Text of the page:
Relationship between African dust carried in the Atlantic trade winds and surges in pediatric asthma attendances in the Caribbean

Int J Biometeorol. 2008 Nov;52(8):823-32. doi: 10.1007/s00484-008-0176-1. Epub 2008 Sep 5.


Asthma is epidemic in developed and developing countries including those in the Caribbean where it is widely believed that African dust, transported in high concentrations in the Trade Winds every year, is a major causative factor. The link between asthma and dust in the Caribbean is based largely on anecdotal evidence that associates sharp increases in the occurrence of asthma symptoms with hazy conditions often caused by dust. Here we report on a 2-year study of the relationship between the daily concentrations of dust measured in on-shore Trade Winds at Barbados and pediatric asthma attendance rates at Queen Elizabeth Hospital (QEH). We looked for large increases in QEH daily attendances in relation to daily dust concentrations as previously suggested by anecdotal observations. We could not find any obvious relationship although there may be more subtle linkages between dust and asthma. Our measurements show, however, that the concentration of dust in the size range under 2.5 microm diameter is sufficiently high as to challenge United States Environmental Protection Agency air quality standards for respirable particles. Thus, African dust may constitute a health threat of a different nature, producing symptoms less obvious than those of asthma.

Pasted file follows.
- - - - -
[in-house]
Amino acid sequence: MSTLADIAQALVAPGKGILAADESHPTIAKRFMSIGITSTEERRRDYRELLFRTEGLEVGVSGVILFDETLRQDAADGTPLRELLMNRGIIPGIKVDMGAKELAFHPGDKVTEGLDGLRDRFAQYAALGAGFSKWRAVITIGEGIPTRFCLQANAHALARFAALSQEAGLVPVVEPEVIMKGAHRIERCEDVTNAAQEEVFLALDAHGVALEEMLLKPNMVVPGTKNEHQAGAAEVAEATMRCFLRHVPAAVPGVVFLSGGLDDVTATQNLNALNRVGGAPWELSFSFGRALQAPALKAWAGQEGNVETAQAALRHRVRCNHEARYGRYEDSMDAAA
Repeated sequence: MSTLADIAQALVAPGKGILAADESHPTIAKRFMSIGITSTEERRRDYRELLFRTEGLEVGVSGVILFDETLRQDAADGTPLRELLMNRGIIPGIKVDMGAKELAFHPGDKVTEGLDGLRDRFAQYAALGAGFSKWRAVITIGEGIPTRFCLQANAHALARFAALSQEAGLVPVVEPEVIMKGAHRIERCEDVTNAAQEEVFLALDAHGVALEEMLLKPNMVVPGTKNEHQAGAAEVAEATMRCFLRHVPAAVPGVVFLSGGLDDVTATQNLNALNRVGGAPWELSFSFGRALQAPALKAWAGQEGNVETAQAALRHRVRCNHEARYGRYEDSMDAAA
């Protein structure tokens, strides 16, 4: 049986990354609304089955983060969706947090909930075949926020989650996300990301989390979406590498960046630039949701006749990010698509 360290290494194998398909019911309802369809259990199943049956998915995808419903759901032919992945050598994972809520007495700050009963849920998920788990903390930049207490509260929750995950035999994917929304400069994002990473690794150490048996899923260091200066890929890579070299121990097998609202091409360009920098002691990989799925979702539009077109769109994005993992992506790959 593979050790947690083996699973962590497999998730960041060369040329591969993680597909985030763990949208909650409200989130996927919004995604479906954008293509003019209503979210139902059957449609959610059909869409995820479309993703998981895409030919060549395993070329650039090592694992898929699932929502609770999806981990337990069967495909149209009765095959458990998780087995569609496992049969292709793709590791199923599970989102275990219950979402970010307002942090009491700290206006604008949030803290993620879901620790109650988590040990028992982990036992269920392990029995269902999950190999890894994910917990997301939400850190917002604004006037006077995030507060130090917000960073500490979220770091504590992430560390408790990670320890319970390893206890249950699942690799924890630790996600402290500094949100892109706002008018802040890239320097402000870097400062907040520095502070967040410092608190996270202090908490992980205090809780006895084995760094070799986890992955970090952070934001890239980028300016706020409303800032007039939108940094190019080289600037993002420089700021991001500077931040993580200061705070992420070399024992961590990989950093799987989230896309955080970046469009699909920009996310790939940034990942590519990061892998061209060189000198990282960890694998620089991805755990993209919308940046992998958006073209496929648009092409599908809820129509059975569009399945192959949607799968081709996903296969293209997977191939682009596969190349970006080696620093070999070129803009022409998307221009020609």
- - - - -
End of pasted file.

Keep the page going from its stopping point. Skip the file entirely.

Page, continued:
Publication types

  • Research Support, U.S. Gov't, Non-P.H.S.

MeSH terms

  • Africa
  • Air Pollution / analysis
  • Air Pollution / statistics & numerical data*
  • Asthma / epidemiology*
  • Atlantic Ocean
  • Child
  • Computer Simulation
  • Dust / analysis*
  • Environment
  • Humans
  • Incidence
  • Models, Statistical*
  • Oceans and Seas
  • Risk Assessment / methods*
  • Risk Factors
  • Seasons*
  • Statistics as Topic
  • West Indies
  • Wind*


  • Dust